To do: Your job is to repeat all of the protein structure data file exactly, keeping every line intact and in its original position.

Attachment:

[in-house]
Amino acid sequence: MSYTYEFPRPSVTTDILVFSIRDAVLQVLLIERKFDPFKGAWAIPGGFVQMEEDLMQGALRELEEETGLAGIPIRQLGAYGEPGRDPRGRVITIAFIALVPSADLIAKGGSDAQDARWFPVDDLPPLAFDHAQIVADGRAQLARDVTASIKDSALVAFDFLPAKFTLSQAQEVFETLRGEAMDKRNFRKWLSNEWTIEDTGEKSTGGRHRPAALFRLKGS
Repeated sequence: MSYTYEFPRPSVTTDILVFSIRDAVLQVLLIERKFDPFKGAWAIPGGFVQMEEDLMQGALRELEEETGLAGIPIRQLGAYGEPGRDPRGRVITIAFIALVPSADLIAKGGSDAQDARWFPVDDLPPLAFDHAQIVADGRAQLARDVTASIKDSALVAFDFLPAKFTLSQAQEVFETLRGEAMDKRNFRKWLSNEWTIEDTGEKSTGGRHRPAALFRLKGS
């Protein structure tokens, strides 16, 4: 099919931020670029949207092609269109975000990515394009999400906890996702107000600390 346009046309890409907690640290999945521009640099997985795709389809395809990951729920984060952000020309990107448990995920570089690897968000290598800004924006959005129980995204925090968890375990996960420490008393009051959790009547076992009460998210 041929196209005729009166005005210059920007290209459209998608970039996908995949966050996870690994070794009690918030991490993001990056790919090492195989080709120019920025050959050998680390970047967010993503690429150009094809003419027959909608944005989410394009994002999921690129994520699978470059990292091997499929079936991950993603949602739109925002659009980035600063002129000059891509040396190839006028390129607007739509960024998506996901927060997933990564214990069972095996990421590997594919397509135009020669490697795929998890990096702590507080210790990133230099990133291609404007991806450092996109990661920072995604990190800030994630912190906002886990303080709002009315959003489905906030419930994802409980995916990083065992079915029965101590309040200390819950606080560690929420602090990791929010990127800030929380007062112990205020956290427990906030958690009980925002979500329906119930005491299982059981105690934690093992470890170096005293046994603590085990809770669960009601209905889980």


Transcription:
[in-house]
Amino acid sequence: MSYTYEFPRPSVTTDILVFSIRDAVLQVLLIERKFDPFKGAWAIPGGFVQMEEDLMQGALRELEEETGLAGIPIRQLGAYGEPGRDPRGRVITIAFIALVPSADLIAKGGSDAQDARWFPVDDLPPLAFDHAQIVADGRAQLARDVTASIKDSALVAFDFLPAKFTLSQAQEVFETLRGEAMDKRNFRKWLSNEWTIEDTGEKSTGGRHRPAALFRLKGS
Repeated sequence: MSYTYEFPRPSVTTDILVFSIRDAVLQVLLIERKFDPFKGAWAIPGGFVQMEEDLMQGALRELEEETGLAGIPIRQLGAYGEPGRDPRGRVITIAFIALVPSADLIAKGGSDAQDARWFPVDDLPPLAFDHAQIVADGRAQLARDVTASIKDSALVAFDFLPAKFTLSQAQEVFETLRGEAMDKRNFRKWLSNEWTIEDTGEKSTGGRHRPAALFRLKGS
């Protein structure tokens, strides 16, 4: 099919931020670029949207092609269109975000990515394009999400906890996702107000600390 346009046309890409907690640290999945521009640099997985795709389809395809990951729920984060952000020309990107448990995920570089690897968000290598800004924006959005129980995204925090968890375990996960420490008393009051959790009547076992009460998210 041929196209005729009166005005210059920007290209459209998608970039996908995949966050996870690994070794009690918030991490993001990056790919090492195989080709120019920025050959050998680390970047967010993503690429150009094809003419027959909608944005989410394009994002999921690129994520699978470059990292091997499929079936991950993603949602739109925002659009980035600063002129000059891509040396190839006028390129607007739509960024998506996901927060997933990564214990069972095996990421590997594919397509135009020669490697795929998890990096702590507080210790990133230099990133291609404007991806450092996109990661920072995604990190800030994630912190906002886990303080709002009315959003489905906030419930994802409980995916990083065992079915029965101590309040200390819950606080560690929420602090990791929010990127800030929380007062112990205020956290427990906030958690009980925002979500329906119930005491299982059981105690934690093992470890170096005293046994603590085990809770669960009601209905889980």